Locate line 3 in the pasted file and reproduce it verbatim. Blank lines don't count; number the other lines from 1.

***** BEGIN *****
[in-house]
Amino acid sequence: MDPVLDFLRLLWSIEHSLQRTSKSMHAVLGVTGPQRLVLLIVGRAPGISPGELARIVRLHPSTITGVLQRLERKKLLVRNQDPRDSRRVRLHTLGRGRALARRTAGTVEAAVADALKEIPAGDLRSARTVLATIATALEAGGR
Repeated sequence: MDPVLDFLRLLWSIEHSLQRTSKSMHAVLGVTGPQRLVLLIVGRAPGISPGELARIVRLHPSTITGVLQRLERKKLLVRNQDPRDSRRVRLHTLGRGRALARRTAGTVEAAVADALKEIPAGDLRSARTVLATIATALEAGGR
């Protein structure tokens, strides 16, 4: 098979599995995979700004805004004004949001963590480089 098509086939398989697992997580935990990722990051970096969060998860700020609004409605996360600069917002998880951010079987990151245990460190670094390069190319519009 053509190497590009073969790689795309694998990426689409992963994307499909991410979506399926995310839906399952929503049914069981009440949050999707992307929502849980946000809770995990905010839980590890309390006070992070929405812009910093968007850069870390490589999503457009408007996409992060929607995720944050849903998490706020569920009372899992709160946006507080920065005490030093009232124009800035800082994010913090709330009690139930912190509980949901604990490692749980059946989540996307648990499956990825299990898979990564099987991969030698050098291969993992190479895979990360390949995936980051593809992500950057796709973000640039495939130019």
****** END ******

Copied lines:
Repeated sequence: MDPVLDFLRLLWSIEHSLQRTSKSMHAVLGVTGPQRLVLLIVGRAPGISPGELARIVRLHPSTITGVLQRLERKKLLVRNQDPRDSRRVRLHTLGRGRALARRTAGTVEAAVADALKEIPAGDLRSARTVLATIATALEAGGR